NEHA: My mother. My mom moved here with less than $20 in her pocket with my dad, and they built a multi-million dollar company within 10 years. I remember distinctly when I first started my company and said to her, “mom I think just four coaches on my team is good enough.” She looked at me and said, “what about 40? Why not? Our company had 40 people just in the accounting department — you can definitely have more team members and do this at a bigger size than four people.” and it was from there, that I started scaling faster and faster. Growing up in a culture where women were expected to be in the kitchen and stay at home, my mom was the exception to the rule. I grew up in a house where both of my parents discussed business every single day 24/7. I am extremely grateful to have that expertise in my back pocket as mentors in my life.
How have you used your success to bring goodness to the world?
NEHA: Yes, and it is actually what I am most proud of. Not only are we helping teenagers get into their dream colleges, just in the last year, I recently built a school in Africa with Village Impact in Nicaru, Kenya. I traveled to Africa in August this year and it was life changing. I now have the vision of taking teenagers and getting them involved in contribution at a deeper level and building over 100 schools in the next 10 years.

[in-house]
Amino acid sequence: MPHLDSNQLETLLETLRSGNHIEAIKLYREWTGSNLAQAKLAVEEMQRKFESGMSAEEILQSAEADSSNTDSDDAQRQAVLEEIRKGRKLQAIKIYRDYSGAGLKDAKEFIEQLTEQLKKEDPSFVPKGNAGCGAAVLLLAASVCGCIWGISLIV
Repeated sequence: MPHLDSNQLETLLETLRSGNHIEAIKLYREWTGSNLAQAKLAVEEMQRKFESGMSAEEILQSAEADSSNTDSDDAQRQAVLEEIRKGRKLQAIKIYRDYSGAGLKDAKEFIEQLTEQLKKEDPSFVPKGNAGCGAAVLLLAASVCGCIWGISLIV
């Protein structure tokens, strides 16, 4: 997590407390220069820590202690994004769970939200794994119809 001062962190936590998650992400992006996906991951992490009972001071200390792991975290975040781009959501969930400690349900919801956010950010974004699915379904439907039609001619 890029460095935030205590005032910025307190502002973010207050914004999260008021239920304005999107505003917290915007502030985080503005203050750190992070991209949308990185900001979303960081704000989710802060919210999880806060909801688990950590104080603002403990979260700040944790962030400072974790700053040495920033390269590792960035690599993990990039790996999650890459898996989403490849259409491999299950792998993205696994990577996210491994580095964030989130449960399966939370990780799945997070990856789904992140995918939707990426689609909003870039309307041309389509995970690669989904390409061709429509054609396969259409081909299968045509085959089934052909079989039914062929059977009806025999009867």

What are your “5 Leadership Lessons I Learned From My Experience” and why. (Please share a story or example for each.)
NEHA: Five Lessons:
FIRST: Bring Your Demons To The Party
As women we feel the need to prove ourselves, and in order to right, to be seen, and to be heard, we must backup everything with evidence so we can earn a seat at the table. Women need to feel qualified to feel legitimate — getting degree after degree and seeking the stamp of external approval to feel qualified — but the truth is you will never feel that way from external success.
And our male counterparts who have fewer degrees/experience or less credentials are succeeding ten fold but what is the difference? They just do it anyways. And so today, I invite you to bring all your demons to the party.
Bring you terrified little girl self and her PhD, bring your angry mean bully, bring the person that tells you, you are a fraud or imposter, bring them all. Because no matter how many degrees, certificates, endorsements you get, these demons are always right there.
It is all about how you entertain these demons at the party. Have them carry your bags, they are not the star of the show — and you get to decide who shows up for you — but don’t expect them to disappear as a matter of fact, as you stand on the threshold of a big success, they will be standing right beside you.
You decide who shows up for you. You want to change the world, ignore them and do you.
SECOND: Clarity is bullshit
I’m so tired of people writing 10 year business plans. You can find out on day one that your ten year business plan won’t work. And the worst part, is that many people try to stick to their plan and miss the opportunities right in front of them. For most people when they don’t have clarity they see this as justification to not move forward. People use clarity as an excuse not to take action. If you don’t know, you don’t go.